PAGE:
Her friendly advice to +Rowan is this: scholarship is great and what you said about what's in the Bible is true, but please let's not muddle people's brains with facts. It's a-okay to talk about what the Bible really says among grown-up, mature Christians in private but, please, not in front of the kids!
I can't wait to hear what they have to say about the news from Rome. Talk about confusing the faithful!
The Telegraph, the folks who started the Rowan-wrecks-Christmas story, says the Vatican's nativity scene will not be set in the stable outside the inn in Nazareth, but in the carpentry shop of Joseph in Bethlehem.
When Pope Benedict XVI inaugurates the life-size Nativity scene on Christmas eve, the sheep and hay will be gone.
In their place will be a model of three rooms.
Jesus will lie in Joseph's shop, complete with "the typical work tools of a carpenter".
On one side, the shop will be flanked with a "covered patio", while on the other there will be the "inside of a pub, with its hearth".
The news came in an official statement from the State Department of the Vatican, which organises and builds the giant presepe, or Nativity scene.
The new setting was inspired by two verses in St Matthew's gospel, Chapter 1:24 and 1:25, the Vatican said, which state: "When Joseph woke up, he did as the Angel of God ordered and took Mary into his house. Without them knowing each other, a child was born and he called his name Jesus".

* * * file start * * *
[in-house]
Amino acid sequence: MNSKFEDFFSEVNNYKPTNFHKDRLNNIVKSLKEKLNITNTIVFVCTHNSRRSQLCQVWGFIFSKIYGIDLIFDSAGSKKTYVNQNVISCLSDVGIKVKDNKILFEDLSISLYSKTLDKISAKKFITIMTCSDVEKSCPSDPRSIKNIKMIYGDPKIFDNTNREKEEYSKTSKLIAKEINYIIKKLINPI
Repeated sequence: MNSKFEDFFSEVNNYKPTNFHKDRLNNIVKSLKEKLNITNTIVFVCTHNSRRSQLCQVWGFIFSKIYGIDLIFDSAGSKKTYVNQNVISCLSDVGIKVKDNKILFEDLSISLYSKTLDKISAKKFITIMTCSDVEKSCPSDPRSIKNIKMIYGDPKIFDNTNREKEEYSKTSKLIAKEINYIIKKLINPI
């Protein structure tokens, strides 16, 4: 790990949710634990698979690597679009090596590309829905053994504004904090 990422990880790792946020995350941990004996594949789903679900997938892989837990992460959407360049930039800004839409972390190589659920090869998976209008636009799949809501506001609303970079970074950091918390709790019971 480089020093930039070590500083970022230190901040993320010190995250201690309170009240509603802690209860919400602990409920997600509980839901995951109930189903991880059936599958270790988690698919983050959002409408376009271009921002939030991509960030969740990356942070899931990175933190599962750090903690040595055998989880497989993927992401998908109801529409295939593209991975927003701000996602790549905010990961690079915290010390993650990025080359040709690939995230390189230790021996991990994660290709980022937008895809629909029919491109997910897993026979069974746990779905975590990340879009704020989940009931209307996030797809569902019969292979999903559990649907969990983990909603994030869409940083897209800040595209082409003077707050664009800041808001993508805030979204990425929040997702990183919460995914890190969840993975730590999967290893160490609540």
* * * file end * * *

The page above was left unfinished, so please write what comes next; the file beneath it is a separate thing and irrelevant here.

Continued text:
The gospel goes on to mention Jesus' birthplace as Bethlehem, but a spokesman for the Vatican said a decision had been made to place the scene in Nazareth regardless.
"It was time for a change," said the spokesman "and a return to St Matthew's gospel".
The traditional depiction of Jesus in a manger comes from St Luke's gospel, which said there was "no room at the inn".
But it is Matthew's gospel which forms the basis for the Angelus prayer, and the view of Jesus in a carpenter's workshop matches the Franciscan tradition.
Nazareth, not Bethlehem! The chambers of commerce of the these two Pennsylvania towns up the road from me are going have a field day with this, I am sure.
The Telegraph says:
None of the three Vatican departments which organises the Nativity scene could comment on who had taken the decision to shift the location, or for what reason.
However, sources close to the Vatican said there was a desire to crack down on the various "fanciful Nativity scenes" that have sprung up in recent years.
Fanciful, indeed. Maybe Rowan Williams, Jack Spong and Pope Benedict XVI are in cahoots?
A quick perusal of Text Week show no artwork about the Matthean version. And their list goes back to 1120. As insightful as the Archbishop's comments were and as interesting as the Vatican display will be, I don't think it will shake a thousand years of tradition, let alone the faithfulness of the Regular Joe.
Seriously, as one of those preachers at the back door, any help I can get to get people to actually read the Bible and engage it passionately, faithfully and deeply, I am all for. The fact of the Incarnation is not in the least shaken by two birth narratives--any more than God's role as creator is not shaken by two creation stories. Assisting folks in knowing a little more about the depth of the Bible and the different ways the various Biblical witnesses relate to the truth of the Incarnation is in my mind a good thing.